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I'm translating a statement for an iPad application, how should I translate the word "pad" in this context?

"Are you sure you want to clear the pad? This cannot be undone."

I have:

"¿Estás seguro de que desea borrar el [pad]? Esto no puede estar deshecho."

Also, would "despejar" be better in place of "borrar," to mean returning the app to it's default state, "clearing" any changes that have been made?

  • Posted Apr 22, 2010
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Oh dear! The problems of translation don't go away. You can't translate this sort of stuff by replacing word for word. If you do it will sound just like a translation and make little or no sense to the (in this case) Spanish speaking reader.

Let's try for the sense behind the words.

"Clear the pad" appears to mean "remove whatever is shown on the screen" but probably doesn't: I don't have or use an iPad. So you can choose between "borrar lo que se ve en la pantalla" (clear the screen) or "volver a la pantalla de defecto" (return to default/home).

"This cannot be undone" is maybe easier. Let's go for "no se puede desechar esta operacion" which is, at least, a Spanish-sounding construction; "no puede estar desecho" is near to nonsense as well as ungrammatical.

Can this be smoothed out? Well if there is already a body of usage for iPad terminology, it might be OK to "borrar el iPad" or something like it but you still need to decide if "clear it" is really what you mean or should it be "reformat" as Gekkosan says.

  • Good answer, Geof. "this cannot be undone" is easy, because there is a standard translation for that. "Esta operación no se puede deshacer" - Gekkosan Apr 22, 2010 flag
  • As far as the "pad" thing goes, I suspect it might be moot. As far as I can see, Apple only refers to the product as "The iPad", never "The Pad" . So the user does whatever " a su iPad". - Gekkosan Apr 22, 2010 flag
  • Aha, I thought as much, but then I looked at some other examples of applications and they seemed to take a more impersonal tone. Would you say in all cases where in English the action is the subject (THIS cannot be undone), you would use impersonal se? - adamfisherco Apr 22, 2010 flag
  • Also, I'm not writing the English, I would have said iPad there as well, I may just go for that in the translation anyway. - adamfisherco Apr 22, 2010 flag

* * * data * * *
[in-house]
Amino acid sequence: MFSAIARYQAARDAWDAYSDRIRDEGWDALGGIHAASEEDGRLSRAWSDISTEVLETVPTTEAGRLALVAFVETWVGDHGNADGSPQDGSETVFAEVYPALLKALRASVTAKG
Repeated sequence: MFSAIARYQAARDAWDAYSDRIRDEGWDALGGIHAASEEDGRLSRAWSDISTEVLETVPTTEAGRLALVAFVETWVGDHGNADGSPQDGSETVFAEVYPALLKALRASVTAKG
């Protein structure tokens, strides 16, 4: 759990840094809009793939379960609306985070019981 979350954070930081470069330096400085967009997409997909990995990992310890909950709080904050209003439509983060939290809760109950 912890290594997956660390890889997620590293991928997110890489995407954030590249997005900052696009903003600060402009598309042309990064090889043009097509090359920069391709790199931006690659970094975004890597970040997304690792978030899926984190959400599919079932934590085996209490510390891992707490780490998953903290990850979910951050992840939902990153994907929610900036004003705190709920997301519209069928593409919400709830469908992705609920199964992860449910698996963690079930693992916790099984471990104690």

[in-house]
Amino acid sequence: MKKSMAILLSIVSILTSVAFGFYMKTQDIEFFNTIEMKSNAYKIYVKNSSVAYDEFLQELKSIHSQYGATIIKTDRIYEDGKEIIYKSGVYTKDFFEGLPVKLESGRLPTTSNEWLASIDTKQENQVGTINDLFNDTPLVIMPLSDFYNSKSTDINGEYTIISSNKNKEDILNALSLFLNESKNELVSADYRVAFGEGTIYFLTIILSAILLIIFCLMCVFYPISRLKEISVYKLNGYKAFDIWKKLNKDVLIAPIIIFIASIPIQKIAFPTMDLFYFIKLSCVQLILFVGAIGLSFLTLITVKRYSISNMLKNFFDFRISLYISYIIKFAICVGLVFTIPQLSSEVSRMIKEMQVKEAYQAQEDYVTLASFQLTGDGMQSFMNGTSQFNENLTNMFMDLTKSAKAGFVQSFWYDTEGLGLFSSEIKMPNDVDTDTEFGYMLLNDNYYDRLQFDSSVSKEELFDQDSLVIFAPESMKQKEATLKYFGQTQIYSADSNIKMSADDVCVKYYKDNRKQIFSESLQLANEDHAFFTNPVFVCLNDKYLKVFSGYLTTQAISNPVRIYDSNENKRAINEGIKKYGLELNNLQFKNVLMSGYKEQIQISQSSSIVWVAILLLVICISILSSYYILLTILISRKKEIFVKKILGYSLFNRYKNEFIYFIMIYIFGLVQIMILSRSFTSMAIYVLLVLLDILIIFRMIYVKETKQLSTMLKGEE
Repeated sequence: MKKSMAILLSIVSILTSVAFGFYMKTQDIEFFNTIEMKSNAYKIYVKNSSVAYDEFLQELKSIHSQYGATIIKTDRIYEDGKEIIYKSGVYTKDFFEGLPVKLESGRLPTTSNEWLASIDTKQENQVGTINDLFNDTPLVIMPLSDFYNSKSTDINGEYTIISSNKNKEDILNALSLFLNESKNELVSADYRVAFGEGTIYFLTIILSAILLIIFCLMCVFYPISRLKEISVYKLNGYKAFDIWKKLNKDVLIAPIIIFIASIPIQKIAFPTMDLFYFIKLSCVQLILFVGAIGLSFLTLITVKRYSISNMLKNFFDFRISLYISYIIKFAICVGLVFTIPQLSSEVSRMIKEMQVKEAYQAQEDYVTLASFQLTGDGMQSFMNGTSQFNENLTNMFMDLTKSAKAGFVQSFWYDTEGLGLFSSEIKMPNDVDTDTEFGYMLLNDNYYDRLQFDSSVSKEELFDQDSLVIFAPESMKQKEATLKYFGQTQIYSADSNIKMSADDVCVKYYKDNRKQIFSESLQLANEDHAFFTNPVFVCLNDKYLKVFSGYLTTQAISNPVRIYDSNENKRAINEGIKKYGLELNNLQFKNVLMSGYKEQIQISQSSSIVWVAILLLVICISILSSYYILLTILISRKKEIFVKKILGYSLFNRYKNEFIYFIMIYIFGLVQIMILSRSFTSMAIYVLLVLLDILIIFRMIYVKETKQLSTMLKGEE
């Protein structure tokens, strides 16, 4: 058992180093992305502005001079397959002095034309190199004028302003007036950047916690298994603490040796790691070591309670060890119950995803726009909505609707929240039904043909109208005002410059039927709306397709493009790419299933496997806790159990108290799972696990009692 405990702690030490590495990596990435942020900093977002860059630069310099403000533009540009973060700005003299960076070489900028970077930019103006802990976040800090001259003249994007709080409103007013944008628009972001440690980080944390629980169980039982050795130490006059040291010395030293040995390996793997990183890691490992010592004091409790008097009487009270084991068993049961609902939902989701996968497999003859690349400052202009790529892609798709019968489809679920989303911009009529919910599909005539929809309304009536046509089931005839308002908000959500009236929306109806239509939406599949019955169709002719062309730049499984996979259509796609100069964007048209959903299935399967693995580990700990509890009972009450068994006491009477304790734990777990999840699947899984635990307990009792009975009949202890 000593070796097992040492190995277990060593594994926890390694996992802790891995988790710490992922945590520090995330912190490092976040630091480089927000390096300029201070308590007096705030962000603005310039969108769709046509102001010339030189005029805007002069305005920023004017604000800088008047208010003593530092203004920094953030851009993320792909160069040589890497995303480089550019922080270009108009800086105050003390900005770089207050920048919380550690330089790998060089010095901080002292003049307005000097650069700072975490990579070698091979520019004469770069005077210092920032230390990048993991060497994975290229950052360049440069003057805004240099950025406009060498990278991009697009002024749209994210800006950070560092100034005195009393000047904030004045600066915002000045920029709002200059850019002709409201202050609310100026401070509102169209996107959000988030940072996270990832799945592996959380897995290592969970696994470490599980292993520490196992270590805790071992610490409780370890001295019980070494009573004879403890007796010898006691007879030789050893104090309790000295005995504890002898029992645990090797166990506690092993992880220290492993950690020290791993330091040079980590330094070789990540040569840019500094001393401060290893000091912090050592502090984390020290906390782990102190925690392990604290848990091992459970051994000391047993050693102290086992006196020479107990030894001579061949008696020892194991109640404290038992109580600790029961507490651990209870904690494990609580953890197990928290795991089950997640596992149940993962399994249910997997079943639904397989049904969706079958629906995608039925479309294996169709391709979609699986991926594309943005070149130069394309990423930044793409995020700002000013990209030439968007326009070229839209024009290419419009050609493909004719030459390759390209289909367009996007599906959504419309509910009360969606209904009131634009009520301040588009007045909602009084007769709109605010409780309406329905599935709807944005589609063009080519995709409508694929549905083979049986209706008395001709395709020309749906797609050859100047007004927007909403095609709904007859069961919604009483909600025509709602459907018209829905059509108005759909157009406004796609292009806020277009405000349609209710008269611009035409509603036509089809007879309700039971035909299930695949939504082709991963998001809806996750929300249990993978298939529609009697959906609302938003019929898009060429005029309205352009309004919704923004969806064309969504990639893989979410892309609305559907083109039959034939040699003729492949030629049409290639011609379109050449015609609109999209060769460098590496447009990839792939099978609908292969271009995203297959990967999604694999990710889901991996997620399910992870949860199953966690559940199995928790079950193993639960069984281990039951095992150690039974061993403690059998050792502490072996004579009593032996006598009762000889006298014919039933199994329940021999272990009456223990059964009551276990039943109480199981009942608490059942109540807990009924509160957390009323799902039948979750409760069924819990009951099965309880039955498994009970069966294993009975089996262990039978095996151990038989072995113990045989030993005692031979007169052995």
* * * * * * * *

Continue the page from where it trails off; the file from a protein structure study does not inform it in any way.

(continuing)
• Question 1, I'd say generally speaking, yes. And yes, if I guessed correctly, then your only safe option is to always refer to the product by it's trademark name. - Gekkosan Apr 22, 2010 flag
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I'm not 100% sure, but my guess for 'pad' would be el bloc because that's how you say 'pad' as in 'writing pad,' which is el bloc de notas.

  • Thanks, any idea on despejar vs. borrar? - adamfisherco Apr 22, 2010 flag
  • I don't know. Sorry I couldn't be more helpful. - MacFadden Apr 22, 2010 flag
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When you say "clear the pad" do you mean erase all contents as in "reformat", or do you mean clear the screeN?

  • I don't know how much I'm allowed to say about the application, but it would be analogous to reverting to a blank document without saving. - adamfisherco Apr 22, 2010 flag
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Ok, then you have a couple of options. To me, the safest is to say "borrar la pantalla", as in "clear the screen".

If we're talking about some sort of notepad - word processing application, then McFadden's suggestion of "block" for "pad" is the best. The thing is, you would have be ensure that you are consistent with that description throughout your translation.

If the application's analogy permits it, you can also say "borrar or eliminar la hoja", or "borrar la página", as in "erase or discard the (pad's) sheet" or "erase the page". Again, consistency would be most important.

In my opinion, you should only use the term "pad /bloc" if it refers to the application, and not the device. The device should always be "the iPad" / "el iPad".

  • Right. I figured 'pad' was referring to the program, which I assumed was functioning like a notepad. The name of the device definitely shouldn't be translated. - MacFadden Apr 23, 2010 flag
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How about un tablet PC con pantalla táctil? The name iPad, just like iPhone, a proper name and you can´t translate it.

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